Jupyter is an amazing interactive environment that every developer should know about !
It should not be a surprise that Jupyter received an ACM Software System Award in 2018.
Or that Nature explained Why Jupyter is data scientists’ computational notebook of choice.
However, some users found that Jupyter does not encourage best coding practices:
- I don't like notebooks, Joel Grus (Allen Institute for Artificial Intelligence)
- Jupyter Notebooks Made Me A Lazy Programmer, and not in the right way
How can we write good code with Jupyter and integrate it with the rest of Python ecosystem ?
In this article, I present a simple solution to generate and reload Python code from Jupyter notebooks.
I also explain the pros and cons of using this technique compared to other development environments.
- nbconvert: an utility that converts Jupyter notebook (.ipynb) to other formats (.py, .pdf, .html ...)
- jupyterlab: an editing environment for Jupyter notebook with additional features (tabs, settings, ...)
You can install these requirements with the following command:
$ pip3 install --user nbconvert jupyterlab
$ cookiecutter https://git.fmind.me/fmind/cookiecutter-python-lab
Find more about organizing a Python projects with a layered approach in my previous article.
The goal of this configuration is to generate a Python file from Jupyter whenever a notebook file is saved.
For that purpose, we create a post save hook that calls
nbconvert on the notebook (if its extension is
The hook automatically replaces the extension
.py and makes the Python file executable with
# In: jupyterlab.py import os import subprocess from traitlets.config import get_config c = get_config() def post_save_hook(model, os_path, contents_manager): cwd, name = os.path.split(os_path) if model["type"] == "notebook" and ".py.ipynb" in os_path: output = name.replace(".ipynb", "").lower() subprocess.check_call( ["jupyter", "nbconvert", "--to", "python", "--output", output, name], cwd=cwd, ) subprocess.check_call(["chmod", "u+x", output], cwd=cwd) c.FileContentsManager.post_save_hook = post_save_hook
To load this configuration with Jupyterlab, use the following command:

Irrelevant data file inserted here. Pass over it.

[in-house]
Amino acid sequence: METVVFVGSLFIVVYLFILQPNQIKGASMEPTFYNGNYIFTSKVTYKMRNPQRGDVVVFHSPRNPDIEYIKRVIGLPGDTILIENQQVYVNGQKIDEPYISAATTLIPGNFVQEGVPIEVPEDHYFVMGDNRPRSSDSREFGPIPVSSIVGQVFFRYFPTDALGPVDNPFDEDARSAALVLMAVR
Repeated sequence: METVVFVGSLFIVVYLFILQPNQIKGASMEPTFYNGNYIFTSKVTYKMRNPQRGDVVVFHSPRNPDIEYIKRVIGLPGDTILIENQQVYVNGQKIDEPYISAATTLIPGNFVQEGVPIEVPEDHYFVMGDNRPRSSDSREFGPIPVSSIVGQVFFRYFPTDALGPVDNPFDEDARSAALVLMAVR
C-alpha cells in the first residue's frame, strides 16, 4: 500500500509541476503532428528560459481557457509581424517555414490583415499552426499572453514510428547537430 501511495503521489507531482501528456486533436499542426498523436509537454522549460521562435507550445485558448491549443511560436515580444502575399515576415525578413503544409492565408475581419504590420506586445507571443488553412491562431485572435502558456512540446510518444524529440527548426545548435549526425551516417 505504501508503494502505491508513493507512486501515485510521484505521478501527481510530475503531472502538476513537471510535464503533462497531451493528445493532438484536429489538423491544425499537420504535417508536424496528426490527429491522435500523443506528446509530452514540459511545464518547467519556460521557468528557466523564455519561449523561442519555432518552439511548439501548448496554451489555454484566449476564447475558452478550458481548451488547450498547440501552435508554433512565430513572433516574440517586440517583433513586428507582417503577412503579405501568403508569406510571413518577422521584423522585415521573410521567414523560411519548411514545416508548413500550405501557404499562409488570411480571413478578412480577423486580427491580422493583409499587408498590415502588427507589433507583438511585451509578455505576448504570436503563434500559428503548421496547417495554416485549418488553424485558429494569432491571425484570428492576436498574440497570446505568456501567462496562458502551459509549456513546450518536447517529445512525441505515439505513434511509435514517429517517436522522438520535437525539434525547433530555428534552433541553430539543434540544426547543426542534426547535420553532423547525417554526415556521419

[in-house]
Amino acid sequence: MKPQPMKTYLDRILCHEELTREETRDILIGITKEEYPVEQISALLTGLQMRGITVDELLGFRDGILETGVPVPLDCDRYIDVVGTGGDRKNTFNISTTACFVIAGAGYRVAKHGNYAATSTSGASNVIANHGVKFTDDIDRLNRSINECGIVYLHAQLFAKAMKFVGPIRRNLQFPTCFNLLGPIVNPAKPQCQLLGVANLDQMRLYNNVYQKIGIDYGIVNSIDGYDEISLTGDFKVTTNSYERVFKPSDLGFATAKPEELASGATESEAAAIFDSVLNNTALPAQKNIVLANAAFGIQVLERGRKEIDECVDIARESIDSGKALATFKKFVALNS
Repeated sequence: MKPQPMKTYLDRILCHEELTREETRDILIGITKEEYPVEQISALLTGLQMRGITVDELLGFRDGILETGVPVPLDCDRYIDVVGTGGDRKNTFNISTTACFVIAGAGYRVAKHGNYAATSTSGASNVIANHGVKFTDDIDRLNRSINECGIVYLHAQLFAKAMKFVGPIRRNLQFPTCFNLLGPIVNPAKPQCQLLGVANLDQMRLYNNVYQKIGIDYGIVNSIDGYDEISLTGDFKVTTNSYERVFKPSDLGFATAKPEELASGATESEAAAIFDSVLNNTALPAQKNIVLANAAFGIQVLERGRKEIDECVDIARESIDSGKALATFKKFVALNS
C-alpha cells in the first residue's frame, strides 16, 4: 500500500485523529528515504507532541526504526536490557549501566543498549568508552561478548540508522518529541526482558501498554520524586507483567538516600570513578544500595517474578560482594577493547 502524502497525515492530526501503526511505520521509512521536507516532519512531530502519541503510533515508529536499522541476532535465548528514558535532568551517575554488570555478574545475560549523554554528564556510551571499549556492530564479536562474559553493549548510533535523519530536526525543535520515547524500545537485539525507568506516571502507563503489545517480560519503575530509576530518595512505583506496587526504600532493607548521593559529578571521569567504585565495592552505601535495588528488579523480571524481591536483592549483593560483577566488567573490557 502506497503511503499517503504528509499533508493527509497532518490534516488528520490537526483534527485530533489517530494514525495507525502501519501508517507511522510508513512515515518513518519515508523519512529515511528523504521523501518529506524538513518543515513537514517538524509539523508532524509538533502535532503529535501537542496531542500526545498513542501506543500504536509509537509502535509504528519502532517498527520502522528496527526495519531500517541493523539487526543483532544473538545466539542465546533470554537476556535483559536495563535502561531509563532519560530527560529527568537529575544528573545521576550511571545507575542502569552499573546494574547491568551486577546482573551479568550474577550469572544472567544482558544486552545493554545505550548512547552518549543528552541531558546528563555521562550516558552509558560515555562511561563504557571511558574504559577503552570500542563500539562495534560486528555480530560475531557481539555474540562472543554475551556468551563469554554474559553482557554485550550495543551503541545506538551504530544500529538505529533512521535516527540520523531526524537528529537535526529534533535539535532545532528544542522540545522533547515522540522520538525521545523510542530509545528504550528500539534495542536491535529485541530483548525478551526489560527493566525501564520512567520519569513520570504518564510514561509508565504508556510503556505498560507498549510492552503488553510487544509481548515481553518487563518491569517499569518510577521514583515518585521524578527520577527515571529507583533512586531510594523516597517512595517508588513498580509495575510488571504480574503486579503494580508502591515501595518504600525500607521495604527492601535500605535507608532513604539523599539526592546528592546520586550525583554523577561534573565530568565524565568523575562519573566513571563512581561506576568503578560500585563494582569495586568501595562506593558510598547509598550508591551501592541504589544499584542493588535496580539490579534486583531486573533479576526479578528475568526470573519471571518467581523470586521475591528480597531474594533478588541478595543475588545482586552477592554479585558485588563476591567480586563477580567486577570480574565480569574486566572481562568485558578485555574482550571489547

$ jupyter lab --config=jupyterlab.py
Now that we can generate Python files from notebooks, we can import code from other notebooks.
However, code imported this way is not automatically reloaded when their content change.
To illustrate the problem, here is a small demonstration using IPython on a simple Python module:
To automatically reload Python module, you must create a configuration file that enables one of IPython extension:
# In: ~/.ipython/profile_default/ipython_config.py c.InteractiveShellApp.extensions = ["autoreload"] c.InteractiveShellApp.exec_lines = ["%autoreload 2"]
We can observe that the module is now reloaded as expected in IPython (and by extension in Jupyterlab):
- You benefit from the main features of Jupyter environment: interactivity and simplicity.
- Python file can be tested, linted, formatted and packaged with regular Python tools.
- This style encourages literate programming to explain code with rich formatting.
- Jupyterlab (still) lacks some modern features compared to other development environment.
- You cannot edit Python file directly, as they will be overwritten when you save a notebook.
- The use of notebook is not common and may reduce the engagement of your project.
If you love Jupyter development workflow and wish it would be more pythonic, then I hope this approach will help.
Interestingly, the Jupytext project chose an alternative approach where notebooks are edited as plain text file.
You can find an implemention of this technique in gampy, an exploratory project about pipeline composition.